New uses for old interviews

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four men at bar

Left to right: Roger Gregory, Eric King, Tom Robinson, Joel (J.T. Speed) Murphy at the bar at Blind Willies. October 24, 1990. (Photo: David S. Rotenstein)

Can you remember where you worked during graduate school? To pay my way through Penn in the 1980s and 1990s I worked in cultural resource management and as a freelance writer. Although history and material culture are my true professional loves, the writing gig was the more interesting, though less profitable, job.

During a two-year break from classes–it’s a long story–I began writing a blues column for a short-lived Atlanta alt-weekly called Footnotes. Between August 1990 and March 1991, I wrote performance reviews and feature stories about musicians derived from lengthy tape-recorded interviews. I also interviewed bar owners and others to develop background material for future stories.

By the time I decided to return to Penn to finish my coursework, Footnotes had folded and I had begun writing about folk and blues music for the Philadelphia Inquirer, the Charlotte Observer, and other papers and magazines throughout the United States. Always the historian, I held onto my research files and interviews, including verbatim transcripts for many of them.

By the time I stopped writing, I had interviewed ZZ Top, BB King, Willie Dixon, Graham Nash, the Indigo Girls, Pat Benatar, John Lee Hooker, and dozens of other headliners, sidemen, and bar bands. I had interviewed folk festival organizers, radio DJs, and managers. I was even lucky enough to interview Atlantic Records founder Ahmet Ertegun about the then-planned Rock and Roll Hall of Fame Museum and its first curator, Bruce Harrah-Conforth, for a Philadelphia Inquirer feature story about the museum.

Last year when we bought a house in Atlanta’s Candler Park neighborhood, the previous owner told us about the neighbors, including one across the street who owns Blind Willie’s, an Atlanta blues bar founded in 1986. I asked if it was Eric King and she replied, “Yes.”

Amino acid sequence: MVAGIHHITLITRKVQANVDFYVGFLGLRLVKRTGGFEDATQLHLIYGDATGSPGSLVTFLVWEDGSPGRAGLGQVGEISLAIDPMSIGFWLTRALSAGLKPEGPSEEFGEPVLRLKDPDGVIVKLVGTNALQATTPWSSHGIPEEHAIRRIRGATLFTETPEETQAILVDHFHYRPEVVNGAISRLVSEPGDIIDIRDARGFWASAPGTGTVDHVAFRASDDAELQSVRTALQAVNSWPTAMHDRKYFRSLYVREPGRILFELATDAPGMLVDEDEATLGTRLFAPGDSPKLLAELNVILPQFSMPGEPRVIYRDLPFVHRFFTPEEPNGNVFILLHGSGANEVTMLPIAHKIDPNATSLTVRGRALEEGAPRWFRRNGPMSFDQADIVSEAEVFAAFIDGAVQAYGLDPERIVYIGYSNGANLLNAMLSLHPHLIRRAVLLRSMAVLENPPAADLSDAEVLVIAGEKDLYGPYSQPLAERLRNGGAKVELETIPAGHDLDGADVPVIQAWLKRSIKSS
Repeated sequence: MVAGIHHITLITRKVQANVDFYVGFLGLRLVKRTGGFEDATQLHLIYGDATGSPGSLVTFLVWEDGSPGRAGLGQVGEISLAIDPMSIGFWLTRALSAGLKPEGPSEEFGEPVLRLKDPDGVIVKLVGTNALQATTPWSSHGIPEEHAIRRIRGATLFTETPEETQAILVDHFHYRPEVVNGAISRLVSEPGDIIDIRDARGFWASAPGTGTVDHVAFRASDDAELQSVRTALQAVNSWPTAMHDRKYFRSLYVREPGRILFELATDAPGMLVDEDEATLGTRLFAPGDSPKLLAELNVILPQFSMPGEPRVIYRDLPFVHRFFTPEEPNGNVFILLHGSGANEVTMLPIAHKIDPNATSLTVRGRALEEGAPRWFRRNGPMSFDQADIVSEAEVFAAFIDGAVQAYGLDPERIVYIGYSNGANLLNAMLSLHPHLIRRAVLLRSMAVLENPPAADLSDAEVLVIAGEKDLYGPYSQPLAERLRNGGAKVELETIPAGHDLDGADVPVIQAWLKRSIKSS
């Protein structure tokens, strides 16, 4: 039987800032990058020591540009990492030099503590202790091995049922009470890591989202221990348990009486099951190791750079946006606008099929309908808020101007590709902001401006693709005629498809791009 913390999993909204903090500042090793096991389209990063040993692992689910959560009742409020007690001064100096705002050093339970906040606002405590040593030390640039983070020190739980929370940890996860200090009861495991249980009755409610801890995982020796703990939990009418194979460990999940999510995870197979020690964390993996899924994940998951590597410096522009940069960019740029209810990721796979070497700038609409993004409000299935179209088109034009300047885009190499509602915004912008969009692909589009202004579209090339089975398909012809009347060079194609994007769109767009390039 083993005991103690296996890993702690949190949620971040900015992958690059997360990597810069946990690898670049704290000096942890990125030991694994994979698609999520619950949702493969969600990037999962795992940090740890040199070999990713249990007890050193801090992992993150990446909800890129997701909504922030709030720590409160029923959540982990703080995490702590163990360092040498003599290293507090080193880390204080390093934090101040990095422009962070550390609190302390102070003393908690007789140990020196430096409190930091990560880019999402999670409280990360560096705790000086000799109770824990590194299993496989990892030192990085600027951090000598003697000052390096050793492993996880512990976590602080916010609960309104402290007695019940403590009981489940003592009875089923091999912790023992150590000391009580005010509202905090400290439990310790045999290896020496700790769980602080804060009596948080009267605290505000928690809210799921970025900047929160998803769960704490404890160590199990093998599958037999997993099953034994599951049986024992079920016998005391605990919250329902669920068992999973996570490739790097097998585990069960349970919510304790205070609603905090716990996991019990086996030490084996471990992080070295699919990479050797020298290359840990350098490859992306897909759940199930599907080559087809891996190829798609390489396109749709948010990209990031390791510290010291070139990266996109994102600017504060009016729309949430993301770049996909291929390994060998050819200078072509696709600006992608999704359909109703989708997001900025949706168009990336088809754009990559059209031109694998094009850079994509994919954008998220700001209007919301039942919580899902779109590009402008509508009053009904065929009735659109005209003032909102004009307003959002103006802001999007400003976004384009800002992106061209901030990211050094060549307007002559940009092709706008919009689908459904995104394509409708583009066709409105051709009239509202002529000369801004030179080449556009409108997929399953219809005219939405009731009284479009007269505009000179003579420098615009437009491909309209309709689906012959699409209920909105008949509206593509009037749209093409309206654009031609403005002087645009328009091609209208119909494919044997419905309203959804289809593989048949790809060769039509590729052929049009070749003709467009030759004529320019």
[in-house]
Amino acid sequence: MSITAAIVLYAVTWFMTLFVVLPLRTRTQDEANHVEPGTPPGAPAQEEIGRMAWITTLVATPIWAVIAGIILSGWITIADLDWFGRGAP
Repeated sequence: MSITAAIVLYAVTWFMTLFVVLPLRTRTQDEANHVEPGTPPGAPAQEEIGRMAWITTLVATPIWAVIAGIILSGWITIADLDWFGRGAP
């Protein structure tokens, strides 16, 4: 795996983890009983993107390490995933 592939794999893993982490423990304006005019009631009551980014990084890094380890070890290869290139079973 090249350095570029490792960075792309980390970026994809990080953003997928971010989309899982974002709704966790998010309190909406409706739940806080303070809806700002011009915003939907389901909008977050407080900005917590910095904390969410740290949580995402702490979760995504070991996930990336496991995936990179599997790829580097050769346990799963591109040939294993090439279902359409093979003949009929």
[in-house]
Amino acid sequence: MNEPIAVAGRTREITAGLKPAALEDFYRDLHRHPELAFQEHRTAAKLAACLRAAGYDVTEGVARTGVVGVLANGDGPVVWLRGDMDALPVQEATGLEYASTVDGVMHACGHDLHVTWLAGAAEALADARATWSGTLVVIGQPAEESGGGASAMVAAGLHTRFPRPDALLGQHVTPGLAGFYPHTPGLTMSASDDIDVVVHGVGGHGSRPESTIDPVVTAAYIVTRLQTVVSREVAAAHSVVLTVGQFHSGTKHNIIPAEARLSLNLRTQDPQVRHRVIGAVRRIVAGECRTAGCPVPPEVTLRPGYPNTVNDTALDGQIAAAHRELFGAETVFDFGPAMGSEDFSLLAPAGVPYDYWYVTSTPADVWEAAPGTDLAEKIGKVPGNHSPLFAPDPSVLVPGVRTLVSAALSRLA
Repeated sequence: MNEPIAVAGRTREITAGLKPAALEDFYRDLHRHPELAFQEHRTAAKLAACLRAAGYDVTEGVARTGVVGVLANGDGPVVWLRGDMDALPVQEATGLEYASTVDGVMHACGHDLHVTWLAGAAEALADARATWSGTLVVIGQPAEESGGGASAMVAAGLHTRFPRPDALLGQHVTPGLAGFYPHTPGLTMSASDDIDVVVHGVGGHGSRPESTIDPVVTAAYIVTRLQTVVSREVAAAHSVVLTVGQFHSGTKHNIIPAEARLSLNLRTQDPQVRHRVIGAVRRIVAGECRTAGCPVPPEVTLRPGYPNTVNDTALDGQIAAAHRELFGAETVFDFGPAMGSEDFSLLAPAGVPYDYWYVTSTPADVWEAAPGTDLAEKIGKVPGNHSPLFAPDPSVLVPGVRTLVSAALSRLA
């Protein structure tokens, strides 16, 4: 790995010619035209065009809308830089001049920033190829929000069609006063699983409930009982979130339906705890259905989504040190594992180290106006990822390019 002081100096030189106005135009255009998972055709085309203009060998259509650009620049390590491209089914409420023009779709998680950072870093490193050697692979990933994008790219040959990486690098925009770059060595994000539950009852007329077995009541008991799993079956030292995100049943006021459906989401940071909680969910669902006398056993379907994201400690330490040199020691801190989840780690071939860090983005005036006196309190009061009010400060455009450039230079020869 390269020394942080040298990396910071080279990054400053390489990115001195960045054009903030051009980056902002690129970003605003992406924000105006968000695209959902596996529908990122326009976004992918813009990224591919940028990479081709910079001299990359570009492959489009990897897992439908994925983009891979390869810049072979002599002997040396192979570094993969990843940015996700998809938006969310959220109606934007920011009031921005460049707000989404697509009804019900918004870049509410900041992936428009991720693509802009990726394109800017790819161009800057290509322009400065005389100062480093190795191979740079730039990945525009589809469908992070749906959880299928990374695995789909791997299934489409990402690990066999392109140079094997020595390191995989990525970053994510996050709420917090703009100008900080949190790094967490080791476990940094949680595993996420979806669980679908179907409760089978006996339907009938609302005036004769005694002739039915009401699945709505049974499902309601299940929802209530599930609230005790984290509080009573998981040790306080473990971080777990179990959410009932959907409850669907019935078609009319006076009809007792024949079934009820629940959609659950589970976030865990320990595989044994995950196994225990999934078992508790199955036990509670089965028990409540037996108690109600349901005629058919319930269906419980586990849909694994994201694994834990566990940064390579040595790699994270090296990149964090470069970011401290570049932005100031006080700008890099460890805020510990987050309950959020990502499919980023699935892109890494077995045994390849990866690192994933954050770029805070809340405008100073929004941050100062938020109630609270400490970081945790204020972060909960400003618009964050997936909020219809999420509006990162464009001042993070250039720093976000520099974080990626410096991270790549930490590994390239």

Eric had owned Willie’s back when I was covering Atlanta’s blues scene 22 years before. We renewed our friendship shortly after my wife and I moved in. Back in October 1990, Eric and I spent several hours at his bar with a microcassette recorder running, talking about the club’s history, the people who built it and who played there, and Atlanta’s blues and folk scene in the late 20th century. The interview was for background and it formed the basis for a March 1991 Footnotes article on the club’s fifth anniversary.

As the 2012 holidays rolled around I decided to dig out my old interview files. The plan was to finish transcribing the October 1990 interview with Eric and to give him a bound copy along with a CD with the very poor audio from the interview. It was, after all, done in a blues bar with very bad equipment.

As I was poring through my old files I realized that I had been hauling them around for a couple of decades and not using them. I got the idea to donate Eric’s interview package along with the interviews I did with Atlanta based musicians to the Atlanta History Center. After all, oral history and journalism are a natural fit.

But there was one problem. Back then, because I was a lowly freelancer converting interviews into quick money, I was thinking journalism and not history, so I didn’t get signed releases from the folks I interviewed.

I contacted the Atlanta History Center to see if they would be interested in the collection. They are and I secured the necessary release forms to include with the interviews I will be donating. Getting a neighbor to sign an oral history release is easy. But what about the other Atlantans I interviewed? Earlier this month I began emailing publicists and managers to begin the process of securing the signed releases.

Stay tuned for an update on how the release dilemma plays out and on the final donation.

~ David S. Rotenstein (Historian for Hire) is an independent consultant working in Atlanta, Washington DC, and beyond.

 

 

 

2 thoughts on “New uses for old interviews

  1. Setting a good example here for the many of us whose research oral history interviews are still languishing on our shelves or in file drawers.

  2. Pingback: New uses for old interviews II: Wrapping it up | History@Work

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